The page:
MTN Group (JSE:MTN) has a fairly healthy balance sheet
Warren Buffett said: “Volatility is far from synonymous with risk. It’s natural to consider a company’s balance sheet when looking at its riskiness, as debt is often involved when a company fails. Above all, MTN Group Limited (JSE:MTN) is in debt. But the real question is whether this debt makes the business risky.
When is debt dangerous?
Debt and other liabilities become risky for a business when it cannot easily meet those obligations, either with free cash flow or by raising capital at an attractive price. Ultimately, if the company cannot meet its legal debt repayment obligations, shareholders could walk away with nothing. However, a more frequent (but still costly) event is when a company has to issue shares at bargain prices, permanently diluting shareholders, just to shore up its balance sheet. Of course, many companies use debt to finance their growth, without any negative consequences. The first thing to do when considering how much debt a business has is to look at its cash and debt together.
See our latest analysis for MTN Group
How much debt does the MTN group carry?
As you can see below, MTN Group had a debt of R84.8 billion in June 2022, up from R90.8 billion a year earlier. However, he also had R45.0 billion in cash, so his net debt is R39.8 billion.
A look at the liabilities of MTN Group
According to the latest published balance sheet, MTN Group had liabilities of R136.7 billion due within 12 months and liabilities of R121.9 billion due beyond 12 months. As compensation for these obligations, it had liquid assets of R45.0 billion as well as receivables valued at R33.9 billion and payable within 12 months. Thus, its liabilities total R179.8 billion more than the combination of its cash and short-term receivables.
This shortfall is sizable compared to its very large market capitalization of R250.0b, so it suggests shareholders keep an eye on MTN Group’s use of debt. If its lenders asked it to shore up its balance sheet, shareholders would likely face significant dilution.
In order to assess a company’s debt relative to its earnings, we calculate its net debt divided by its earnings before interest, taxes, depreciation and amortization (EBITDA) and its earnings before interest and taxes (EBIT) divided by its expenses. interest (its interest coverage). In this way, we consider both the absolute amount of debt, as well as the interest rates paid on it.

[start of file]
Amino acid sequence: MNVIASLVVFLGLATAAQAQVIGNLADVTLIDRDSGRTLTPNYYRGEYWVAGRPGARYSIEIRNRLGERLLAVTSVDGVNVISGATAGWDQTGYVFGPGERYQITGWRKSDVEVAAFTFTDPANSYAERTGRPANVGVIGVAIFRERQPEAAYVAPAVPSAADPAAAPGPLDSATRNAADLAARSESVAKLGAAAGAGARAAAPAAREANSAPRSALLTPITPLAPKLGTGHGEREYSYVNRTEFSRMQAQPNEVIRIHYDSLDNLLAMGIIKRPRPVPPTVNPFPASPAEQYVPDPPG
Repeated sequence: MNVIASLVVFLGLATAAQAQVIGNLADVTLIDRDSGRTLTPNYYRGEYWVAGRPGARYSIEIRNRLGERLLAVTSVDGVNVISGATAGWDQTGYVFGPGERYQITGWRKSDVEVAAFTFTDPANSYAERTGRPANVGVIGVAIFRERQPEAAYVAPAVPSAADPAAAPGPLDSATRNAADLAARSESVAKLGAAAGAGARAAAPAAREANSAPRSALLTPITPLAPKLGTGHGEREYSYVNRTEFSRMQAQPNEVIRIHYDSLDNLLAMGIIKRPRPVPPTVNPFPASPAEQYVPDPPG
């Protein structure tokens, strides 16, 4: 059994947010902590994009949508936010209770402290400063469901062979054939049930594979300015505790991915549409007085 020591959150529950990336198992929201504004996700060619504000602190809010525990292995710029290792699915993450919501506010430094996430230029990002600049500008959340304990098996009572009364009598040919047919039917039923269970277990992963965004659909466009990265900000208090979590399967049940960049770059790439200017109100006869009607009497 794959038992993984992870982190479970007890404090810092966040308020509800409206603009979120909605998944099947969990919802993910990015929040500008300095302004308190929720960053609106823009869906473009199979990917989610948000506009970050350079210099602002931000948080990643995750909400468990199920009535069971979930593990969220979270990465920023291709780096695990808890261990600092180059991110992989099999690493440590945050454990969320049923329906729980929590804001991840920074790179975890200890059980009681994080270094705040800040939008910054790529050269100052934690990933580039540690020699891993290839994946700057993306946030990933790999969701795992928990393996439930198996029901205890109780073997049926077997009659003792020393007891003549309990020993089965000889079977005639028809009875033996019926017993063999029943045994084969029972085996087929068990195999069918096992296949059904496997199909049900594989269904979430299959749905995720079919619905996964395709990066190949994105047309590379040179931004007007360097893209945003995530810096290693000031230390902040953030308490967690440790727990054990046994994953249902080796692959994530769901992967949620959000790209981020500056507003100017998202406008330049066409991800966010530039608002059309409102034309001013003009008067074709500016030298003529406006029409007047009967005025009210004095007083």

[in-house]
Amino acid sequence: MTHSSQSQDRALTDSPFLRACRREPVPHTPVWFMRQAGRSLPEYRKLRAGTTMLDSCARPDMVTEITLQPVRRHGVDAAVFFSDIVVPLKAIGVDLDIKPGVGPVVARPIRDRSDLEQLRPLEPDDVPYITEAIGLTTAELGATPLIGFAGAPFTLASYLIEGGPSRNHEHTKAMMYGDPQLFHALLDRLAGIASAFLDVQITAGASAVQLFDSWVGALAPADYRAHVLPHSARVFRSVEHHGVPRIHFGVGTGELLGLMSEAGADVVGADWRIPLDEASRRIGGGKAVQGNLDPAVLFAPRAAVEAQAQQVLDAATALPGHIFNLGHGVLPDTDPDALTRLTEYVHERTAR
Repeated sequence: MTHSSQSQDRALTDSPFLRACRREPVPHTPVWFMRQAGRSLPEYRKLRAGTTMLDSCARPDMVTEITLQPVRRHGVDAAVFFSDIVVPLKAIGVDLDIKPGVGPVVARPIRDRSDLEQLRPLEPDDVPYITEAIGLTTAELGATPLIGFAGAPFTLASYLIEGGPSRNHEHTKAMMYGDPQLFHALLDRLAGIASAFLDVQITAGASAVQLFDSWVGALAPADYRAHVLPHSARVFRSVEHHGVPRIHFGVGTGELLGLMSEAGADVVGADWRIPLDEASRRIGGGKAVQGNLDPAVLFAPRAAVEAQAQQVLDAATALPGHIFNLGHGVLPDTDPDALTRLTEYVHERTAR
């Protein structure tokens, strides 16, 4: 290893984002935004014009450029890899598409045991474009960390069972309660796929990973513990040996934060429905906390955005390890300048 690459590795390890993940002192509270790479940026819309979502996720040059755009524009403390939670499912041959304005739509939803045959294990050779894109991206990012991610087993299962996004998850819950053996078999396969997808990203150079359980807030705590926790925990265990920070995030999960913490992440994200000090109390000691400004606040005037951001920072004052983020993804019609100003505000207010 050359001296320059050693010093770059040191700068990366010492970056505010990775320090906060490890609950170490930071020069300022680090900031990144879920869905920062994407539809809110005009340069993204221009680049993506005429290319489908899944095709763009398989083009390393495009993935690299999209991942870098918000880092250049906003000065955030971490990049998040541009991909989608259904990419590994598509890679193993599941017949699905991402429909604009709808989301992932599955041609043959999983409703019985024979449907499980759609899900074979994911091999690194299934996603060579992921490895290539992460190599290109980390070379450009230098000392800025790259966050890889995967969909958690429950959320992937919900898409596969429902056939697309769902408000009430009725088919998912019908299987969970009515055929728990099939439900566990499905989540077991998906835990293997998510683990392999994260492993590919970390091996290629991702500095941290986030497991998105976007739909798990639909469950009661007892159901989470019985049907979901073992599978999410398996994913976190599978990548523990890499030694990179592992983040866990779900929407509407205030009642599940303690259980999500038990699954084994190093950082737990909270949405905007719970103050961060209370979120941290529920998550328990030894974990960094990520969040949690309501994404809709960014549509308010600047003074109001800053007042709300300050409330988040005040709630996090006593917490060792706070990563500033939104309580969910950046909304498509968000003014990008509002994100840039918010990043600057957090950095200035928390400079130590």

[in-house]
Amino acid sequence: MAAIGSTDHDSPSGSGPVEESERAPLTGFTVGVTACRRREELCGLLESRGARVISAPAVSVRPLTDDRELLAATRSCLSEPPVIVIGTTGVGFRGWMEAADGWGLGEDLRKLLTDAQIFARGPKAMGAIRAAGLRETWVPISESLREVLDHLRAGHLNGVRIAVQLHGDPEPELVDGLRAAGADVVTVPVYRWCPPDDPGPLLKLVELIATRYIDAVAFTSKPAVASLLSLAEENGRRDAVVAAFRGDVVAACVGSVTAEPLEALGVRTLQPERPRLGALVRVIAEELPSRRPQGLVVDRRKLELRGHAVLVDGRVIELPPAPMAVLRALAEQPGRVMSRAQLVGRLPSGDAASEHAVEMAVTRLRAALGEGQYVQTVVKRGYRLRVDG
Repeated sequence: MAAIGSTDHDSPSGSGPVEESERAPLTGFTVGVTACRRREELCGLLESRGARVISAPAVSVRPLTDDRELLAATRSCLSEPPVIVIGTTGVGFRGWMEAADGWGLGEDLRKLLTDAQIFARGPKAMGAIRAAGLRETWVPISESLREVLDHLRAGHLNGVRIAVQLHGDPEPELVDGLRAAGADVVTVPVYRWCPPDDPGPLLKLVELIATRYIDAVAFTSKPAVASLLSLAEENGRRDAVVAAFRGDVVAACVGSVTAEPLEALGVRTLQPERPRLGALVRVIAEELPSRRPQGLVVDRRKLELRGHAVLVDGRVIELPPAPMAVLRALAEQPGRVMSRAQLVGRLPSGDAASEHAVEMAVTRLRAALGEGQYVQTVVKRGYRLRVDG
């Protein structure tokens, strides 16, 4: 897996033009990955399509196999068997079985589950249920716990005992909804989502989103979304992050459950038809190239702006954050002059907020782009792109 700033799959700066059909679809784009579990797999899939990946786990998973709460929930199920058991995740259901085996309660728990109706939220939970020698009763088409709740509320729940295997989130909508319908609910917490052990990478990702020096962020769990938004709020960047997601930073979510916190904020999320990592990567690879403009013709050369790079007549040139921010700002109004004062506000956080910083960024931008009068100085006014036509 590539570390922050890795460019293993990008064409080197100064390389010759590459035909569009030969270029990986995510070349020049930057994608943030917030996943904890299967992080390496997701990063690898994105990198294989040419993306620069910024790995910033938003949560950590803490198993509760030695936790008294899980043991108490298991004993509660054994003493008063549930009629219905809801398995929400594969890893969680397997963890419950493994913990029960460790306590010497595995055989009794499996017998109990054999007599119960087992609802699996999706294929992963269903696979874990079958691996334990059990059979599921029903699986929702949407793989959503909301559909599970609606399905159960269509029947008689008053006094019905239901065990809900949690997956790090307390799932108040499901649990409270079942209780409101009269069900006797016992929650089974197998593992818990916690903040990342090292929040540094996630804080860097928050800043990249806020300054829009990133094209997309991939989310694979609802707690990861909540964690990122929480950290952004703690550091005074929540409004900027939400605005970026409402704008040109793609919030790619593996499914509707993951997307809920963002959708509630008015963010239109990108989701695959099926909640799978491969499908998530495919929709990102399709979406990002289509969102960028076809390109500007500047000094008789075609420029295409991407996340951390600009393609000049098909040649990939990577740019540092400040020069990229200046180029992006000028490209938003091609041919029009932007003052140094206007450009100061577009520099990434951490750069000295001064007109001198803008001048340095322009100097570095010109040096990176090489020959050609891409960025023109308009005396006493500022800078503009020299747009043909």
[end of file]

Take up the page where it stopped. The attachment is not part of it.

Given its net debt to EBITDA ratio of 0.48 and interest coverage of 4.9 times, it seems to us that MTN Group is probably using debt quite sensibly. But the interest payments are certainly enough to make us think about the affordability of its debt. If MTN Group can continue to grow EBIT at last year’s rate of 16% over last year, then it will find its leverage more manageable. When analyzing debt levels, the balance sheet is the obvious starting point. But it is future earnings, more than anything, that will determine MTN Group’s ability to maintain a healthy balance sheet in the future. So if you want to see what the professionals think, you might find this free analyst earnings forecast report interesting.
Finally, a company can only repay its debts with cold hard cash, not with book profits. So the logical step is to look at what proportion of that EBIT is actual free cash flow. Over the past three years, MTN Group’s free cash flow has been 48% of its EBIT, less than expected. This low cash conversion makes debt management more difficult.
Our point of view
MTN Group’s ability to manage its debt, based on its EBITDA, and its EBIT growth rate have reinforced our ability to manage its debt. That said, its level of total liabilities makes us somewhat aware of potential future risks to the balance sheet. When we consider all the factors mentioned above, we feel a bit cautious about MTN Group’s use of debt. While we understand that debt can improve returns on equity, we suggest shareholders keep a close eye on their level of debt, lest it increase. Above most other metrics, we think it’s important to track how quickly earnings per share are growing, if at all. If you’ve also achieved this achievement, you’re in luck, because today you can view this interactive chart of MTN Group’s earnings per share history for free.
In the end, it’s often best to focus on companies that aren’t in debt. You can access our special list of these companies (all with a track record of earnings growth). It’s free.
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This Simply Wall St article is general in nature. We provide commentary based on historical data and analyst forecasts only using unbiased methodology and our articles are not intended to be financial advice. It is not a recommendation to buy or sell stocks and does not take into account your objectives or financial situation. Our goal is to bring you targeted long-term analysis based on fundamental data. Note that our analysis may not take into account the latest announcements from price-sensitive companies or qualitative materials. Simply Wall St has no position in the stocks mentioned.
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